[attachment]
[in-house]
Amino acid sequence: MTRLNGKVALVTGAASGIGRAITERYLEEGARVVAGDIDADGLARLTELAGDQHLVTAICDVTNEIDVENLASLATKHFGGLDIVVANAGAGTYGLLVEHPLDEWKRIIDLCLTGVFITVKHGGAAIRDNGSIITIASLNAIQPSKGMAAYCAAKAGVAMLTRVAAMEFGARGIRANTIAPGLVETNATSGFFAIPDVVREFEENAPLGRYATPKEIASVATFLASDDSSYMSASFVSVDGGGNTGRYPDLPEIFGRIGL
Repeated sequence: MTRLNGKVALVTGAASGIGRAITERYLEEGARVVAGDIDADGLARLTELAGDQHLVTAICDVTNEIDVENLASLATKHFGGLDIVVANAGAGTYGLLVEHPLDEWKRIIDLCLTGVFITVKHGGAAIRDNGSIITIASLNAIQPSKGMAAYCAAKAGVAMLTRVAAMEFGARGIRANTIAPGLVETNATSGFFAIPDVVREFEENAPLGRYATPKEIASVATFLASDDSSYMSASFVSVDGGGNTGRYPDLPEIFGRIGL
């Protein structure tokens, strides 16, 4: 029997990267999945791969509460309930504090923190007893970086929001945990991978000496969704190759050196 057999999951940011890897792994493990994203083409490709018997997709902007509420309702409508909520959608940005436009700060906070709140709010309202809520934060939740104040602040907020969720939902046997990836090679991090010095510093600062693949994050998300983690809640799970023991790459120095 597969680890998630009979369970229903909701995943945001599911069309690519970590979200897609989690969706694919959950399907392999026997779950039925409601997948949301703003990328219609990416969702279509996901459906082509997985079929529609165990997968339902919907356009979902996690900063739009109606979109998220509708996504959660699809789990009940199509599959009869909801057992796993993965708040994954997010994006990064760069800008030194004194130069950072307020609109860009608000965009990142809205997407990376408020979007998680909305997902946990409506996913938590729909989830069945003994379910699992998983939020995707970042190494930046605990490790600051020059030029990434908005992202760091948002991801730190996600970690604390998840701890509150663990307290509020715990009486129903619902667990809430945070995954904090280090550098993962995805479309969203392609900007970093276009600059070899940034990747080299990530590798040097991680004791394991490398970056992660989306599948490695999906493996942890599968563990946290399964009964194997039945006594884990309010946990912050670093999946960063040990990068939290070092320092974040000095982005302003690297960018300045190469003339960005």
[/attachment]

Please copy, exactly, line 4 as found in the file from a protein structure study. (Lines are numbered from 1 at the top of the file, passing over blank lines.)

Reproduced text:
């Protein structure tokens, strides 16, 4: 029997990267999945791969509460309930504090923190007893970086929001945990991978000496969704190759050196 057999999951940011890897792994493990994203083409490709018997997709902007509420309702409508909520959608940005436009700060906070709140709010309202809520934060939740104040602040907020969720939902046997990836090679991090010095510093600062693949994050998300983690809640799970023991790459120095 597969680890998630009979369970229903909701995943945001599911069309690519970590979200897609989690969706694919959950399907392999026997779950039925409601997948949301703003990328219609990416969702279509996901459906082509997985079929529609165990997968339902919907356009979902996690900063739009109606979109998220509708996504959660699809789990009940199509599959009869909801057992796993993965708040994954997010994006990064760069800008030194004194130069950072307020609109860009608000965009990142809205997407990376408020979007998680909305997902946990409506996913938590729909989830069945003994379910699992998983939020995707970042190494930046605990490790600051020059030029990434908005992202760091948002991801730190996600970690604390998840701890509150663990307290509020715990009486129903619902667990809430945070995954904090280090550098993962995805479309969203392609900007970093276009600059070899940034990747080299990530590798040097991680004791394991490398970056992660989306599948490695999906493996942890599968563990946290399964009964194997039945006594884990309010946990912050670093999946960063040990990068939290070092320092974040000095982005302003690297960018300045190469003339960005």